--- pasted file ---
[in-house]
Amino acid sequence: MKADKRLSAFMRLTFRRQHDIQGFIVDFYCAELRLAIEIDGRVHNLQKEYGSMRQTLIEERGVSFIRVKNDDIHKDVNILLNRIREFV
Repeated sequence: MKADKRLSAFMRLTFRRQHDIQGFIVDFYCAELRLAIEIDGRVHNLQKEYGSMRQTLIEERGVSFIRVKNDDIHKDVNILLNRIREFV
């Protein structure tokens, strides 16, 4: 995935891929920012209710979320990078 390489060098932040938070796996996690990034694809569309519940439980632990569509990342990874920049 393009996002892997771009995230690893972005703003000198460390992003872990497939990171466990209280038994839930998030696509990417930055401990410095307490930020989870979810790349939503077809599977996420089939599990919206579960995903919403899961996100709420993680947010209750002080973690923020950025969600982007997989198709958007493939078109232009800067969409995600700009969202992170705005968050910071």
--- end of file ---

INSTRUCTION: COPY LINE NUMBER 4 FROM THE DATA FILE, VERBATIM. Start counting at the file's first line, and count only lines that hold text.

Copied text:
């Protein structure tokens, strides 16, 4: 995935891929920012209710979320990078 390489060098932040938070796996996690990034694809569309519940439980632990569509990342990874920049 393009996002892997771009995230690893972005703003000198460390992003872990497939990171466990209280038994839930998030696509990417930055401990410095307490930020989870979810790349939503077809599977996420089939599990919206579960995903919403899961996100709420993680947010209750002080973690923020950025969600982007997989198709958007493939078109232009800067969409995600700009969202992170705005968050910071």